To polish a faucet, you can take a squeezed out lemon half and rub vigorously over the surfaces.
The Kraus KPF-1602SS is another pull-down kitchen faucet. Visually, it's a very different mechanism from the Premier and American Standard, but it works on more or less the same principle. There's a clever, lever-operated pre-rinse spray head and over 30 inches of braided hose. Although quite a lot of the hose is taken up in the high, looping design, there's still plenty left. There's also an additional pot filler head that is branched off the main stem; both the pot filler head and the main mechanism will swing well out of your way to allow complete access to your sink as needed.
The Moen 7594ESRS Arbor faucet benefits from two useful features. The first is a very smooth pull-out mechanism with 68 inches of braided hose, a powerful spray function, and a useful pause button. Perhaps even more valuable is the second feature -- the dual-mode, hands-free system. You can wave your hand above the faucet to make the flow start or stop, or you can place your hands (or another item) below the outlet to activate or deactivate it. There's also an ordinary side handle which you use to set the flow rate and temperature.
If simplicity is a feature, then that's where the Delta 1177LF-SS Pot Filler Kitchen Faucet shines. There aren't really many other bells and whistles included with this product. The Delta's selling point is the extra reach offered by its simple joints (rather than a pull-out hose). Levers -- one by the wall and one by the spout -- can go from closed to open in just a quarter of a turn.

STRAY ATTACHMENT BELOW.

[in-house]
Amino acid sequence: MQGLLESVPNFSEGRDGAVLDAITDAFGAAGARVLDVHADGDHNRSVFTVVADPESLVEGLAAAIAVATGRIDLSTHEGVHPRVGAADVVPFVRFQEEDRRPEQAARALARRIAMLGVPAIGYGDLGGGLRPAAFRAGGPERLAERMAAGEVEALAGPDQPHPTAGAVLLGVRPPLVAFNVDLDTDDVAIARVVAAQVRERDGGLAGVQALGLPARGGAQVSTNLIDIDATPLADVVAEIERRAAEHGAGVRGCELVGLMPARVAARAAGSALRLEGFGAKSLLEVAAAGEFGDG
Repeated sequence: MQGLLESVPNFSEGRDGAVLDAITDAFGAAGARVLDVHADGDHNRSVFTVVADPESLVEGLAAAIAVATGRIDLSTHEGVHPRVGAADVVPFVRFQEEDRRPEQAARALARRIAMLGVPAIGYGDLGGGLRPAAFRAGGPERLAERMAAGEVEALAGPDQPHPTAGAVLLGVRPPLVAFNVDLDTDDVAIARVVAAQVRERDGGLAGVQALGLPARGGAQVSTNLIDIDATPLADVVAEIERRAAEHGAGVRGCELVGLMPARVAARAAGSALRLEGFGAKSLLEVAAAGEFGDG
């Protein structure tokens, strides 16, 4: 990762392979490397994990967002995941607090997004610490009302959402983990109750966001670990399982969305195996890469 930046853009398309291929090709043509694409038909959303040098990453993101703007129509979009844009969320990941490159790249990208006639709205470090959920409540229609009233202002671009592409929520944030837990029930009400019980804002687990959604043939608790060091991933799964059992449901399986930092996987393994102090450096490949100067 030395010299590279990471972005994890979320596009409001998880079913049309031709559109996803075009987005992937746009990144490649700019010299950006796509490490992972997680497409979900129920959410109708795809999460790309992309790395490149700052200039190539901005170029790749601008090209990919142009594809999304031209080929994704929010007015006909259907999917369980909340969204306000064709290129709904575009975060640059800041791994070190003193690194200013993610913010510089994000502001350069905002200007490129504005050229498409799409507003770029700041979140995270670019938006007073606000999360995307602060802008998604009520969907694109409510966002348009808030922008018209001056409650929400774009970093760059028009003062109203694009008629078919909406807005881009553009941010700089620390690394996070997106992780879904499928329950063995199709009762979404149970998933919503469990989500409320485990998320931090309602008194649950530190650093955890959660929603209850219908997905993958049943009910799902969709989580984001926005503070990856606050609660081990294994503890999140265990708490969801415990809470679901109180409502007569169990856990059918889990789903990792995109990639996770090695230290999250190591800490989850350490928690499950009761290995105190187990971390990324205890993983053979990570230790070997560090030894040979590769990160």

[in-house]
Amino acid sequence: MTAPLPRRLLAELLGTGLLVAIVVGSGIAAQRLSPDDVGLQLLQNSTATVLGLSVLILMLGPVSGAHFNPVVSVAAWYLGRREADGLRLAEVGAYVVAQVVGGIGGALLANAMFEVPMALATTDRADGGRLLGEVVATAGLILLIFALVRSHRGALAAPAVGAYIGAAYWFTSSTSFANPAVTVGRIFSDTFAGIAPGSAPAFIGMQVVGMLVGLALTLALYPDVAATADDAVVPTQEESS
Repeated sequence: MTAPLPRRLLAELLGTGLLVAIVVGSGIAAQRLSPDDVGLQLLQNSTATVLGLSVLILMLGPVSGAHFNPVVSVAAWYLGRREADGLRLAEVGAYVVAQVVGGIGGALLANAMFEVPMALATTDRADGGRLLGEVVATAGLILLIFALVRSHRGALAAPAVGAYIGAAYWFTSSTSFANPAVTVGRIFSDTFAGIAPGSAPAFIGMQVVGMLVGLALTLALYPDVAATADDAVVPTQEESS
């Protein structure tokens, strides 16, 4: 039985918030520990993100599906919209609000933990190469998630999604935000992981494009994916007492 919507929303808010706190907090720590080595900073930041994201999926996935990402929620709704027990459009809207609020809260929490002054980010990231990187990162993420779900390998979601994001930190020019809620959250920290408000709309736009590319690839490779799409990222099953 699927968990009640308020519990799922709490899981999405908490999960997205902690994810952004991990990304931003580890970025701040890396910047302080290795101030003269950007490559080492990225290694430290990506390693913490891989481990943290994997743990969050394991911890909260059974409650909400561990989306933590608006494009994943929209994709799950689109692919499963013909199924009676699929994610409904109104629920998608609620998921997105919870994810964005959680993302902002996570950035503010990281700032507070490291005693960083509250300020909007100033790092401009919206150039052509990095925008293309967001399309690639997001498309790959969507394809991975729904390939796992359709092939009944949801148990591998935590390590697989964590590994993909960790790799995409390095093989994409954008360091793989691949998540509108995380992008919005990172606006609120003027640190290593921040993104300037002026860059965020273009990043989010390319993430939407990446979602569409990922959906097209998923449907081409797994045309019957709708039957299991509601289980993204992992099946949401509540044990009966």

Make sure to buy a faucet that has anti-scald features such as hot-limit safety stops, pressure-balancing valves to protect users from drastic temperature changes and thermostatic valves that allow users to select a favorite temperature on an easy-to-read dial.
A bewildering number of regulations surround kitchen faucets. For instance, the Premier Sonoma is lead free, so it should be available in California — but it's not, because the flow rate, at up to 2.2 gallons per minute, is too high. While some of these regulations might seem a bit strange, rules are rules. Suffice it to say that there isn't room to go into great detail about regulations here. What we will say is that all of our kitchen faucet finalists except the Kraus do comply with the requirements of the Americans with Disabilities Act when properly installed.
Aside from its flow rate, the other thing that's useful to know about the Premier Sonoma is that it comes with an optional deck plate. Because of this, it can be fitted in either a one-hole or a three-hole sink. It would also be possible to install the Premier Sonoma in a four-hole sink if you purchased the matching soap dispenser as an extra. The majority of owners thought installation was easy, but we always recommend using a properly qualified professional if you have any doubts.
The American Standard Kitchen Faucet and the Premier are technically very similar. Owners find installation to be quite a simple job, either with the deck plate for three-hole sinks or the mounted direct for single-hole sinks. A few owners groused that the counterweight was not sufficient to retract the hose properly, but this was a rare complaint. Like the Premier, the American Standard's maximum flow rate (typically measured at 60 psi) is 2.2 gallons per minute.